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The New York Times spent 36 hours in Cork and made it sound like the coolest place

Glowing.

THE NEW YORK Times’ ’36 Hours in’ series is a lovingly put together guide to some of the world’s best cities and locations – on a strict timeline.

They came to Dublin back in 2015, and today they’ve widened their scope on Ireland by spending a weekend in Cork.

And their story published today lavishes praise on Ireland’s second city

36hours Source: The New York Times

Their first evening starts off at the “well-manicured campus” of University College Cork, before moving through some of the historic churches and galleries in the city.

That evening, they obviously see a rake of people tucking into curry chips:

Soppy curry fries are lapped up nightly in many a pub throughout Ireland, but the authentic South Indian cuisine on hand at Iyer’s is something altogether different. At this pint-size spot, with just 10 seats and a chalkboard menu, the chef-owner, Gautham Iyer, serves up an Ayurvedic menu in which local seasonal vegetables take center stage.

Now forever known as “soppy curry fries”.

Later that evening, they move on to the drink:

Trade the bright flavors of India for the dark, swanky interior of Elbow Lane Brew & Smoke House, a restaurant with an in-house nanobrewery.
Their license requires that you order something to eat, but even the olives that come with a flight of three house-brewed beers (9.90 euros) will do.

On the second day, they give shoutouts to The Rocket Man Food Co, vintage clothes store Carousel, and menswear store Salingers. They then take a short drive to Kinsale:

The narrow streets are lined with charming boutiques like Mamukko, where Hungarian brothers Levente and Attila Magyar sell coastal-inspired gear like messenger bags “upcycled” from reclaimed sails. After shopping, grab one of the small tables at the front of the Bulman bar to dive into fish and chips (14.50 euro) with a view of the harbor; if it’s a month ending in “r,” there are also native Irish oysters bathed in leeks and Gruyere (15.50 euros).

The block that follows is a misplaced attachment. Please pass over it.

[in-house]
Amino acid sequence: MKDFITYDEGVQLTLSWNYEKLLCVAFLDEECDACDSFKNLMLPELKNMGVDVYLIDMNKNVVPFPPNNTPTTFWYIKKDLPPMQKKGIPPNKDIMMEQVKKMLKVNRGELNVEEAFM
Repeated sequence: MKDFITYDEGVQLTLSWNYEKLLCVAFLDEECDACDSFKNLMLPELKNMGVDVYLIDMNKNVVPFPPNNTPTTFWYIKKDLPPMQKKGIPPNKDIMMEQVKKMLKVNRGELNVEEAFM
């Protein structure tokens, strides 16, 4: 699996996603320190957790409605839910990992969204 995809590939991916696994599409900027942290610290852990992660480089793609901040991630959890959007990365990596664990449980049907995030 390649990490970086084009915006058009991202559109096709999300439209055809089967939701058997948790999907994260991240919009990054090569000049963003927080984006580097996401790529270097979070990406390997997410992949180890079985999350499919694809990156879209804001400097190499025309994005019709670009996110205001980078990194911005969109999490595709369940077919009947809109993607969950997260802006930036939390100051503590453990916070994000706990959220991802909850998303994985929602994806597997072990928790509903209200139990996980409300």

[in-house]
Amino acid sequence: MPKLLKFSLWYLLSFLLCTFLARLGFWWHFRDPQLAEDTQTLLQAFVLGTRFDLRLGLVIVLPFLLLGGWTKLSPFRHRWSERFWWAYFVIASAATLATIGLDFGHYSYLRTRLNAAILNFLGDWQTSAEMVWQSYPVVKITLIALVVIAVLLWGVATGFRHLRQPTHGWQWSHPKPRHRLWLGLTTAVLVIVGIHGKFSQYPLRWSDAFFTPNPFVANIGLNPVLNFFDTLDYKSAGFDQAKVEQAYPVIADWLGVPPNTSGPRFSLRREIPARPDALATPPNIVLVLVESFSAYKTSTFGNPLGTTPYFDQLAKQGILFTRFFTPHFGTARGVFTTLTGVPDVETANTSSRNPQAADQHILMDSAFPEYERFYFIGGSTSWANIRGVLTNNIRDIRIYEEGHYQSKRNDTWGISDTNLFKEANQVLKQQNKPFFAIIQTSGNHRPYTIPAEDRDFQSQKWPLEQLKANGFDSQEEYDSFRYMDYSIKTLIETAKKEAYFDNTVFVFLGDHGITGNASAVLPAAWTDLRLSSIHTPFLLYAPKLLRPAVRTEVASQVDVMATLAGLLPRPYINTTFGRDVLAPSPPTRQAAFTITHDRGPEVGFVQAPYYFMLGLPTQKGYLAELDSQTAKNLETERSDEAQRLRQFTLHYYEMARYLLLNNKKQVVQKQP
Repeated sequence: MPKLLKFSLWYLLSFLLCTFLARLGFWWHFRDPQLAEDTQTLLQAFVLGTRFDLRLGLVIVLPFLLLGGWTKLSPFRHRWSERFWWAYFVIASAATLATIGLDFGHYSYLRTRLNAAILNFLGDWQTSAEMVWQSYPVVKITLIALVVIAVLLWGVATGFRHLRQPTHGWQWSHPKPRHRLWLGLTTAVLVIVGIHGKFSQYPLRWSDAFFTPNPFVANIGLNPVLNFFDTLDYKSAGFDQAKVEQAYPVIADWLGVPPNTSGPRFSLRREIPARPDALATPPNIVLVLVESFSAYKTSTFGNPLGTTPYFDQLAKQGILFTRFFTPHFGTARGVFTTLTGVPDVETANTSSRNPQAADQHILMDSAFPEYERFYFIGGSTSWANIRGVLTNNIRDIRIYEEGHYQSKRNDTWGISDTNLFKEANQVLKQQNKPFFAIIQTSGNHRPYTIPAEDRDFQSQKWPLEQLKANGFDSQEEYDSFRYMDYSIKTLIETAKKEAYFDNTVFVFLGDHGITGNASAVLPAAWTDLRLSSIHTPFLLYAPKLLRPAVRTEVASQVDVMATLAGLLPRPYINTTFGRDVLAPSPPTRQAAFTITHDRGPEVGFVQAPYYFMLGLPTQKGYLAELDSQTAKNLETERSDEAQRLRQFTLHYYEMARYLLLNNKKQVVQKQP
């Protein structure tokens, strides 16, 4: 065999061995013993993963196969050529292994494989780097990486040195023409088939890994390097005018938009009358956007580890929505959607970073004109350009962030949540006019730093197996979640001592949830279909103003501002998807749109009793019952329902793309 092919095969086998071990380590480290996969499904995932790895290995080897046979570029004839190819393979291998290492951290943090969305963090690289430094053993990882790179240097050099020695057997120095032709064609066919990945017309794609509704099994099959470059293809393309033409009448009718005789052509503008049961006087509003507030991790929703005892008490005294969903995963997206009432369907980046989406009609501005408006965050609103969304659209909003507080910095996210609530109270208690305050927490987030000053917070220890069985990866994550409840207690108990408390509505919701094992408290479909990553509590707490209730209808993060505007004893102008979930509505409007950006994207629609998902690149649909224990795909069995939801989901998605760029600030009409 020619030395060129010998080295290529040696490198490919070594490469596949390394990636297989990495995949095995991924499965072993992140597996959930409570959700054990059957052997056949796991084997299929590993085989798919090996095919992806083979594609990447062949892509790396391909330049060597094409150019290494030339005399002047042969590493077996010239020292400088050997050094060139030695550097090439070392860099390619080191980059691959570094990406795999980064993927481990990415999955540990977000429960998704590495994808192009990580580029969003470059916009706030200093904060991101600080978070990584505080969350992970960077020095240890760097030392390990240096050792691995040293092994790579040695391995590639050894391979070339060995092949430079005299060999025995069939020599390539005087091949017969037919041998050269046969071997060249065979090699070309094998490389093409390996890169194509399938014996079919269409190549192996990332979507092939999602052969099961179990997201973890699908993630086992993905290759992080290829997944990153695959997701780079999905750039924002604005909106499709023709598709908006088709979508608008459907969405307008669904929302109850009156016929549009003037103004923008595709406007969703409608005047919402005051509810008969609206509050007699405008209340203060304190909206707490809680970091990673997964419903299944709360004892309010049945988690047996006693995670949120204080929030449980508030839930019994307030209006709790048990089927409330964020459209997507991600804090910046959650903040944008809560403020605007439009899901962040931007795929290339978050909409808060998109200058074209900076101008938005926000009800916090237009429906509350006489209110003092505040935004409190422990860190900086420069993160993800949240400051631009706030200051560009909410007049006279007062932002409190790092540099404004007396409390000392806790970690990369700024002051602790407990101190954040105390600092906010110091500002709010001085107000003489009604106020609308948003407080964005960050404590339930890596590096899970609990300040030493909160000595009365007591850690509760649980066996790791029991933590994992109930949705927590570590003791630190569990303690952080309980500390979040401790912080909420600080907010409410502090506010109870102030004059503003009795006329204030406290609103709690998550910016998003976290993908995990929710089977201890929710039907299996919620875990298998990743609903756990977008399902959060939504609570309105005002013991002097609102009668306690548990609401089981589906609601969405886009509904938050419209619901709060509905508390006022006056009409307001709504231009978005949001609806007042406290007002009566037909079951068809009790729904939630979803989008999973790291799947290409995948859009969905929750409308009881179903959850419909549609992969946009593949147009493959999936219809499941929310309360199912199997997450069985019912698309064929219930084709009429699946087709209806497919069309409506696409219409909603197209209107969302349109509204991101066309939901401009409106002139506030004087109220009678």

They really do pack in the treats in such a short space of time – like this haul in Bastion:

Start with prosecco on tap, mixed in cocktails like the Hugo (with fresh mint, pomegranate and elderflower; 7.75 euros), and stay for a delectable dinner.
Guinness sourdough with treacle butter so light and airy you’ll have a whole new view on treacle.
gorgeously plated dishes like foie gras with poached rhubarb, mustard leaf and brioche croutons

Such a spread.

Later that evening, they even sample poitin in Cask:

The painstakingly prepared drinks (from 10 euros) combine local liquors like poitin (a traditional Irish distilled spirit) with flavors both trendy (white balsamic shrub seltzer) and playfully uncool (lime sherbet bitters).

From Cork’s finest Japanese cuisine to “hip neighbourhood cafes”, The New York Times paints a seriously cool picture that will be whetting the appetites of travellers coming to Ireland in the near future.

You can read the full guide here, and Cork comes across as food and drink heaven.

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